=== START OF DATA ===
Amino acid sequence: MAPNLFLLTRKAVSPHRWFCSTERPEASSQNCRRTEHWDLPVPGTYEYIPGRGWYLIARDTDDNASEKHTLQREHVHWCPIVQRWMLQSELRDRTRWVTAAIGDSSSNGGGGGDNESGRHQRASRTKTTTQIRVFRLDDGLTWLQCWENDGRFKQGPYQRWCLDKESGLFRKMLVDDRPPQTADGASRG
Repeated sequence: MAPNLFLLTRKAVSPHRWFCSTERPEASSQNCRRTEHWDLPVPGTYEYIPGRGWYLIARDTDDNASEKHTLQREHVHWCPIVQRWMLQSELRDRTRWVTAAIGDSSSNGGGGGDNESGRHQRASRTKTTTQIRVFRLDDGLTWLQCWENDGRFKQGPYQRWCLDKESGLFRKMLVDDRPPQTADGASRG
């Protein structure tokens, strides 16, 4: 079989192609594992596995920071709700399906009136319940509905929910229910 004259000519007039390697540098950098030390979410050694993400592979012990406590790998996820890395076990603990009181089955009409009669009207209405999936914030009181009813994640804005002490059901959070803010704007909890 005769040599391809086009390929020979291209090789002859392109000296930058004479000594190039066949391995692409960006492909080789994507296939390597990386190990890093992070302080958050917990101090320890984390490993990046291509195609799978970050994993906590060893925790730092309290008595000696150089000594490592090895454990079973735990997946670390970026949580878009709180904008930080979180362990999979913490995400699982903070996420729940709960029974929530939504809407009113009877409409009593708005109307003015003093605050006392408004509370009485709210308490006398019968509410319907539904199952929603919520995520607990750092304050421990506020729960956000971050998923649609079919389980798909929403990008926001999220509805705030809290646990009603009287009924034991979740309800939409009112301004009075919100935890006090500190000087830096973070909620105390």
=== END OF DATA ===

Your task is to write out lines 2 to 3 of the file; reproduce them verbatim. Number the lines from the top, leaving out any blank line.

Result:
Repeated sequence: MAPNLFLLTRKAVSPHRWFCSTERPEASSQNCRRTEHWDLPVPGTYEYIPGRGWYLIARDTDDNASEKHTLQREHVHWCPIVQRWMLQSELRDRTRWVTAAIGDSSSNGGGGGDNESGRHQRASRTKTTTQIRVFRLDDGLTWLQCWENDGRFKQGPYQRWCLDKESGLFRKMLVDDRPPQTADGASRG
């Protein structure tokens, strides 16, 4: 079989192609594992596995920071709700399906009136319940509905929910229910 004259000519007039390697540098950098030390979410050694993400592979012990406590790998996820890395076990603990009181089955009409009669009207209405999936914030009181009813994640804005002490059901959070803010704007909890 005769040599391809086009390929020979291209090789002859392109000296930058004479000594190039066949391995692409960006492909080789994507296939390597990386190990890093992070302080958050917990101090320890984390490993990046291509195609799978970050994993906590060893925790730092309290008595000696150089000594490592090895454990079973735990997946670390970026949580878009709180904008930080979180362990999979913490995400699982903070996420729940709960029974929530939504809407009113009877409409009593708005109307003015003093605050006392408004509370009485709210308490006398019968509410319907539904199952929603919520995520607990750092304050421990506020729960956000971050998923649609079919389980798909929403990008926001999220509805705030809290646990009603009287009924034991979740309800939409009112301004009075919100935890006090500190000087830096973070909620105390």